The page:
China's reported hypersonic weapon test raises security concerns
Reports that China may have tested a new hypersonic weapon have grabbed the world's attention and divided national security experts about its strategic significance and whether the U.S. was falling behind in a new arms race.
But it also raised basic questions about the new technology, what it all means, and what it is that China may have tested.
"The U.S. does not currently have the ability to even track this weapon, much less defeat it," said Steve Ganyard, a retired Marine colonel and ABC News contributor.
On Monday, China's foreign ministry denied a Financial Times report that it had tested a nuclear-capable hypersonic missile and instead claimed that it had conducted a "routine test" of a reusable space vehicle.
The newspaper cited five American officials who said China had launched a long-range rocket that deployed a hypersonic glide vehicle that circled the earth in a low orbit before returning to a target area in China, missing it by two dozen miles. ABC News has not independently confirmed the report.
The development raised the possibility of a new arms race for a concept and technology that few people have even heard of.
The idea is that gliders fitted atop ballistic missiles use the rocket's force to achieve hypersonic speeds, more than five times the speed of sound, as they glide and maneuver through the atmosphere for longer distances than ballistic missiles.
It is believed that because the gliders travel at lower altitudes than a warhead launched from an ICBM, current early warning systems would have a hard time tracking them as they head toward their targets.
They are also hard to track because the glide vehicles are maneuverable in the atmosphere, unlike ballistic warheads that follow a fixed trajectory, meaning they could weave their way around ground-based interceptor missile systems.
The U.S. has been developing its own hypersonic weapons programs, but both Russia and China have claimed technological advances that they say have made their programs already operational.
But China's test launch would be a significant step forward because a glider was placed into a low earth orbit and then reentered the atmosphere as it headed towards a target at hypersonic speed.
"What China tested was an orbital bombardment system," said Jeffrey Lewis, with the James Martin Center for Nonproliferation Studies. "The glider entered orbit and had to be brought back down with a de-orbit burn. It's not clear how much gliding it actually did."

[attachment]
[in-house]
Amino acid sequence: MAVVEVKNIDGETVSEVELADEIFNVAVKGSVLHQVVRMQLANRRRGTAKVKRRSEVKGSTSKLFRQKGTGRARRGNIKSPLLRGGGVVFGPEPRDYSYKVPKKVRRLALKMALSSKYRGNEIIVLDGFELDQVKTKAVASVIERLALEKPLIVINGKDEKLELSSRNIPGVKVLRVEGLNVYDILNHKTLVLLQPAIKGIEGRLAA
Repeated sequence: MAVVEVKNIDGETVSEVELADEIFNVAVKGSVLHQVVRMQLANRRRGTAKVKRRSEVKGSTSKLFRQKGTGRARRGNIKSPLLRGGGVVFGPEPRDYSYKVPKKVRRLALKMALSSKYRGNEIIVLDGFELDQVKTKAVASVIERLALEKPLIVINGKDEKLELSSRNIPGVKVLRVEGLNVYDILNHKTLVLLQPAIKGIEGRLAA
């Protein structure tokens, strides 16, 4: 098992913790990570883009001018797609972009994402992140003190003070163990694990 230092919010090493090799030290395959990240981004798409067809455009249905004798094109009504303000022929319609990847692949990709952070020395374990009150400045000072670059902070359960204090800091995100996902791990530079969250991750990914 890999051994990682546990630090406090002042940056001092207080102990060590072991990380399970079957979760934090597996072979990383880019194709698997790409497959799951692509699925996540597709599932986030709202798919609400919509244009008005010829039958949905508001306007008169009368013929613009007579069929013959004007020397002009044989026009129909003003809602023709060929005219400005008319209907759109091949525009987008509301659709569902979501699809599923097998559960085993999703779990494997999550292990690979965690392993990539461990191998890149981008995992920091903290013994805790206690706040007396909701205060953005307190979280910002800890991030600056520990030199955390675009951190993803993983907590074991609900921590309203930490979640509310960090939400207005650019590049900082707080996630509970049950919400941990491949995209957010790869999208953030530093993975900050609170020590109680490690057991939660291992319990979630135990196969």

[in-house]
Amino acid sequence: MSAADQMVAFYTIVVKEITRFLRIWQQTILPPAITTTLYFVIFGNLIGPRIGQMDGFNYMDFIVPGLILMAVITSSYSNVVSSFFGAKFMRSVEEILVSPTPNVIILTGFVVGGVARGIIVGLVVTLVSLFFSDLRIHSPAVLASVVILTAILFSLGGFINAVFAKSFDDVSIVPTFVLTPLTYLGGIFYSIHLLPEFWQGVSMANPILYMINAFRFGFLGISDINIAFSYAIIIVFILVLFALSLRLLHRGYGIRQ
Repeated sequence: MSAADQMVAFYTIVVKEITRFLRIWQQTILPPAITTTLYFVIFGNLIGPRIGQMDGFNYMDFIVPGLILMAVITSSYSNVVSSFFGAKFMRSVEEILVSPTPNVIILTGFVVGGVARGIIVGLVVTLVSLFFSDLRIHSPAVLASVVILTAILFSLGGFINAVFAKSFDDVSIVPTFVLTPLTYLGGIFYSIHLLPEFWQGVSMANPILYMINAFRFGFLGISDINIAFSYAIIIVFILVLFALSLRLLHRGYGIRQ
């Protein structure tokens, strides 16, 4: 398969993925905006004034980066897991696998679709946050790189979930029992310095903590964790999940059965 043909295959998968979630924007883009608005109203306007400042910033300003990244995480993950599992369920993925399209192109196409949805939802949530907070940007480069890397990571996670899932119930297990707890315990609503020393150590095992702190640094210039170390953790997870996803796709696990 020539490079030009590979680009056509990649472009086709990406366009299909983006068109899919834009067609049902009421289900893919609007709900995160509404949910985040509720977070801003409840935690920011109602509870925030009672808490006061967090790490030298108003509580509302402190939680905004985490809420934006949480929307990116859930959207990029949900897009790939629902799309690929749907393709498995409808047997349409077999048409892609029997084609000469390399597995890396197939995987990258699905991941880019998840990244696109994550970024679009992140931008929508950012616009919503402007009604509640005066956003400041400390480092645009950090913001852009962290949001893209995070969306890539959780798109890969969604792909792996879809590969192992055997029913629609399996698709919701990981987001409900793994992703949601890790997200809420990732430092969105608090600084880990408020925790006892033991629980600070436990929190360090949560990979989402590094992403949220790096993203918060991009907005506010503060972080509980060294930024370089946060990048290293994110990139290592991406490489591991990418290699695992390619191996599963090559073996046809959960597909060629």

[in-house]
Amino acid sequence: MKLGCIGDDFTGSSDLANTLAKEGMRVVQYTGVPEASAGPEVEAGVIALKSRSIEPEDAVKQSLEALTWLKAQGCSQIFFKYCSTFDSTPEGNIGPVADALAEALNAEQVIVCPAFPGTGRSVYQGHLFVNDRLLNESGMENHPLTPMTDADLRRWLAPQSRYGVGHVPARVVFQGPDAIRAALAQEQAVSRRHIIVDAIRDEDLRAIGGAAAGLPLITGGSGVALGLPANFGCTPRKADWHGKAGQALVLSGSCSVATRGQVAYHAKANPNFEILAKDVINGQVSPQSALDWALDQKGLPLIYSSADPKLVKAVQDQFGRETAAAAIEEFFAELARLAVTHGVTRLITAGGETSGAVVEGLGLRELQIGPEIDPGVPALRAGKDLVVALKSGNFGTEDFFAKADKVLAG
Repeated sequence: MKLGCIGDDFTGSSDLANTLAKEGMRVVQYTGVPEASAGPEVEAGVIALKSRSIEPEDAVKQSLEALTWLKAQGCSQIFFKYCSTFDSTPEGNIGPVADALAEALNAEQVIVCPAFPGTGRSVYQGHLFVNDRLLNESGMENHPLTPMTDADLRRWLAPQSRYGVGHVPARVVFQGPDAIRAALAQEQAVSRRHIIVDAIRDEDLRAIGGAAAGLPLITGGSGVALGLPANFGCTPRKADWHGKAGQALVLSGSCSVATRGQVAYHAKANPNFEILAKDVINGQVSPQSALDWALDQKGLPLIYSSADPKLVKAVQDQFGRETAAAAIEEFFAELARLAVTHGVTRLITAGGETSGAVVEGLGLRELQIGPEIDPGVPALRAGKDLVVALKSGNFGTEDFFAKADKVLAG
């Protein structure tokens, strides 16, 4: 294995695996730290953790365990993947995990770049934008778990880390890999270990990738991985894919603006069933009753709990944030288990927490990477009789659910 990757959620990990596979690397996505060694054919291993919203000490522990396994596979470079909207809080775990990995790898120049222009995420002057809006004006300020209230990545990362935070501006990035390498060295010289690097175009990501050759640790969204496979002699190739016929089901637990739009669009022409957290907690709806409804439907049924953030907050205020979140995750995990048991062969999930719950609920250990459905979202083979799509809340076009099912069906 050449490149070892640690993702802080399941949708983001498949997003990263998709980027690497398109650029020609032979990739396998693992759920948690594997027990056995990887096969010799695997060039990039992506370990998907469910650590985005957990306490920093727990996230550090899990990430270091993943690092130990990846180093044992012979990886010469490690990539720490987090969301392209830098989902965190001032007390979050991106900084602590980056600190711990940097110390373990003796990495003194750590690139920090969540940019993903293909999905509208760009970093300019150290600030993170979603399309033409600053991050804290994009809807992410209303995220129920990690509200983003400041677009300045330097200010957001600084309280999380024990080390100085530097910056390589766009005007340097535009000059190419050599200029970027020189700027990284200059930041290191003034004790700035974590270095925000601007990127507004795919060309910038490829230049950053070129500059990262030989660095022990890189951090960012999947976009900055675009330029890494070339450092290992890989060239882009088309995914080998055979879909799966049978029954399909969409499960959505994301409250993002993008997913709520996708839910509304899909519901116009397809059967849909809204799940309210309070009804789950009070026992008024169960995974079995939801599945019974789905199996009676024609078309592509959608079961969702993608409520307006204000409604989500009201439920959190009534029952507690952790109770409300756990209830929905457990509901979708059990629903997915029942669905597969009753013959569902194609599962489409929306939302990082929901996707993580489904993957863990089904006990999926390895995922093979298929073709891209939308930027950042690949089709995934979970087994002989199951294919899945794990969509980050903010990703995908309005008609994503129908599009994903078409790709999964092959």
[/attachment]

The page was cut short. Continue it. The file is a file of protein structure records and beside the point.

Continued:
Either way, the possibility of a new Chinese glider capability from space is raising concerns, particularly if it is capable of carrying a nuclear warhead and able to evade current missile defense systems.
"It will give the Chinese the ability to conduct a nuclear strike anywhere in the world without warning," said Ganyard.
"They now have a weapon that we don't have, we can't defend against, we can't even see. So, we are at a strategic disadvantage," he said. "And it is probably the first time since the end of World War Two, maybe 1945-46, that the U.S. has been at a strategic disadvantage to any other country. We are behind, and the Chinese have the edge."
Taylor Fravel, the Director of the Security Studies Program at the Massachusetts Institute of Technology, acknowledges that the new Chinese capability "does expose the limits of the U.S. missile defense system" designed to counter ballistic missiles from North Korea and Iran," but he does not see a new Chinese glide vehicle as destabilizing.
"Given the continued large gap in warhead stockpiles, whereby China possess only a fraction of those of the U.S. this particular test should not upset the U.S.-China nuclear balance or be destabilizing in that way," he told ABC News.
"However, it underscores China’s determination to strengthen its deterrent, especially as amid the steep decline in U.S.-China relations and long-standing concerns about missile defense," he added.
A nuclear military power since the 1960s, China is believed to maintain a small stockpile of at least 250 nuclear warheads, as well as a modest launch capability housed in dozens of missile silos.
Meanwhile, the United States has declared a stockpile of 3,750 warheads capable of being deployed by hundreds of land-based and sea-launched missiles and a strategic bomber fleet.
But recent open-sourced satellite images indicate that China is constructing more than 200 additional missile silos, an indication that it may be expanding its nuclear weapons capability.
In an interview with Stars and Stripes Adm. Charles Richard, the head of U.S. Strategic Command, declined to confirm the details of the Financial Times report but said “It almost seems like we can’t go through a month without some new revelation coming about China.”
“I am not surprised at reports like this. I won’t be surprised when another report comes next month,” he said, adding, the “breathtaking expansion of strategic and nuclear capabilities” means “China can now execute any possible nuclear employment strategy."
ABC News’ Matt Seyler contributed to this report.